Category Archives: Google Game

The weekly Google search for truth.

Google Game: What time of…?

The theme of today’s Google Game may not be readily apparent upon first glance. It wasn’t to me. But a little rumination on this selection of seemingly disparate searches revealed that many of us are looking for very much the same thing: rebirth and renewal.

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Google Game: What to do about…

Google grant me the serenity to accept the things I cannot change, courage to change the things I can and the wisdom to know the difference.

Or maybe what we really need: The serenity to walk slower, the courage to wear bug spray and the wisdom to keep our personal shit under control.

Google Game: Videos

Honestly I don’t really know what to make of this. Why is it almost entirely in Spanish?

Even if you don’t speak-a the spanish, it’s not too hard to decipher what la gente is searching for: funny videos, adult videos, videos of captured Puerto Rican drug lord Jose David Figuera Agosto, and of New York-born Dominican band Aventura, who made their way from the Bronx, to the Lower East Side via Chico’s mural artistry, to MSG and beyond.

In fact, I think more translating is needed to figure out what the English-language searches are getting at. Um, you guys know you’re already online, right?

Google Game: Preparing

When I started this search I wasn’t prepared for such a striking contrast between issues of great import and cooking marginally exotic vegetables.

I’m certainly no expert on any of this stuff, but I’m pretty sure that for the first and the last queries Step One is the same: Bend over.

Google Game: Since when is…

Some good questions, here:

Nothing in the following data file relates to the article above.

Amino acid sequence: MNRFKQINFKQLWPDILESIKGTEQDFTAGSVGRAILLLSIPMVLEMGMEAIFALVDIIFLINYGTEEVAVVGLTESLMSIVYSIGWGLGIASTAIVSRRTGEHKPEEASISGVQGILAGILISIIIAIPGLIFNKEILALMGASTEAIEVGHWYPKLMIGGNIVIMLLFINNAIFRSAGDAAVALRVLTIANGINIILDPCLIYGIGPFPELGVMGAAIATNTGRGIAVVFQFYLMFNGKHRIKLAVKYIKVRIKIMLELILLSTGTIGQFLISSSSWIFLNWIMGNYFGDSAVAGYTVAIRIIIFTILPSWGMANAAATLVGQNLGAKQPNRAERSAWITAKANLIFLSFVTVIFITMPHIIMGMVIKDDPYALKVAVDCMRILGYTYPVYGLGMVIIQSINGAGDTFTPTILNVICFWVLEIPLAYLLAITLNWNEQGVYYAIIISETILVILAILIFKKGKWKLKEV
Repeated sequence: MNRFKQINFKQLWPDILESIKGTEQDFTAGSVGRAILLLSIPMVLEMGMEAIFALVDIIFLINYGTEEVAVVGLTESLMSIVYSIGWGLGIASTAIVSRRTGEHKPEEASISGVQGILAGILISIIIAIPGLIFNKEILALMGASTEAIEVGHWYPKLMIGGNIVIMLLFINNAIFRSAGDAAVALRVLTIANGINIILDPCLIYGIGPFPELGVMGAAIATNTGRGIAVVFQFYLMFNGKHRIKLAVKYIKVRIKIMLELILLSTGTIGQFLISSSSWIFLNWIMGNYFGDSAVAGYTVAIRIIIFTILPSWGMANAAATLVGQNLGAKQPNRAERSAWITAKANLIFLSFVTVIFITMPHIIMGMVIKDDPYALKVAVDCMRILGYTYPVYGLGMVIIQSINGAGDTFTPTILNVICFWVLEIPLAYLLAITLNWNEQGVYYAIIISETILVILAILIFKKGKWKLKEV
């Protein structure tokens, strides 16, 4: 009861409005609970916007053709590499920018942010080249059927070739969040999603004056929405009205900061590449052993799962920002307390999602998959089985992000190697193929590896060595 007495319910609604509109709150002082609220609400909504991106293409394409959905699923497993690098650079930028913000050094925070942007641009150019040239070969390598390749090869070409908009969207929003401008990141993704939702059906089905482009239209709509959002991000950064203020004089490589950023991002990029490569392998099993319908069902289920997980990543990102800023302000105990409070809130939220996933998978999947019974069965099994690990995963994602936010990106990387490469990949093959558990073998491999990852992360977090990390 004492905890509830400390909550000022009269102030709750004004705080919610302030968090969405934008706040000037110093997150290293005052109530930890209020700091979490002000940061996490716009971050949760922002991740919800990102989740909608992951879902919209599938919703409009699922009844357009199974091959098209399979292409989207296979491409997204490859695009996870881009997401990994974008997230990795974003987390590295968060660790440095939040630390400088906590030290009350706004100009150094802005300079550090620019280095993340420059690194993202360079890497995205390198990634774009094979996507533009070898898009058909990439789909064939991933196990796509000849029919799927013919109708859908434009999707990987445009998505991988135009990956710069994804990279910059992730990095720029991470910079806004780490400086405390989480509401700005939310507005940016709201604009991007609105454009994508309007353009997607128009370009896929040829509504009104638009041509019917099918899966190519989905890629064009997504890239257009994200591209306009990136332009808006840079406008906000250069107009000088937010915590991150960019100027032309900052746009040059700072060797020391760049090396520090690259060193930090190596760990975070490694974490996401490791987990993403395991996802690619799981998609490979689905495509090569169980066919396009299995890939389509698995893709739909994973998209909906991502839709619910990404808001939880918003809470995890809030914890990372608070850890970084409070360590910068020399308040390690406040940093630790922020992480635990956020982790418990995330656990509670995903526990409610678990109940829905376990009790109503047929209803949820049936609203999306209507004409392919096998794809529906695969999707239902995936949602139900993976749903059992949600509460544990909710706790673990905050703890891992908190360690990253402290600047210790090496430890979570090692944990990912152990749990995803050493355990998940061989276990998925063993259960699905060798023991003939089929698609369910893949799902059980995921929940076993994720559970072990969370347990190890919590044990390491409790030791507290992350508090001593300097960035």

Another might be: Since when do people Google Fran Drescher?

Well, it turns out Since When is Fran Drescher Jewish? is the name of a book by Chiara Francesca Ferrari, an Assistant Professor of Communication Design at California State University that looks at the cross-Atlantic cultural translations of three major American TV exports, The Simpsons, The Sopranos and, of all things, The Nanny.

“Since when is Fran Drescher Jewish?” This was Chiara Francesca Ferrari’s reaction when she learned that Drescher’s character on the television sitcom The Nanny was meant to be a portrayal of a stereotypical Jewish-American princess. Ferrari had only seen the Italian version of the show, in which the protagonist was dubbed into an exotic, eccentric Italian-American nanny. Since When Is Fran Drescher Jewish? explores this “ventriloquism” as not only a textual and cultural transfer between languages but also as an industrial practice that helps the media industry foster identification among varying audiences around the globe.

At the heart of this study is an in-depth exploration of three shows that moved from global to local, mapping stereotypes from both sides of the Atlantic in the process. Presented in Italy, for example, Groundskeeper Willie from The Simpsons is no longer a belligerent, alcoholic Scotsman but instead easily becomes a primitive figure from Sardinia.


It’s pretty easy to take our prejudices for granted. Like the way I consistently offend my Japanese friend for a split second before he remembers that I grew up disdaining Jewish American Princesses. Or how mocking their accents really falls flat at a dinner table in Delhi.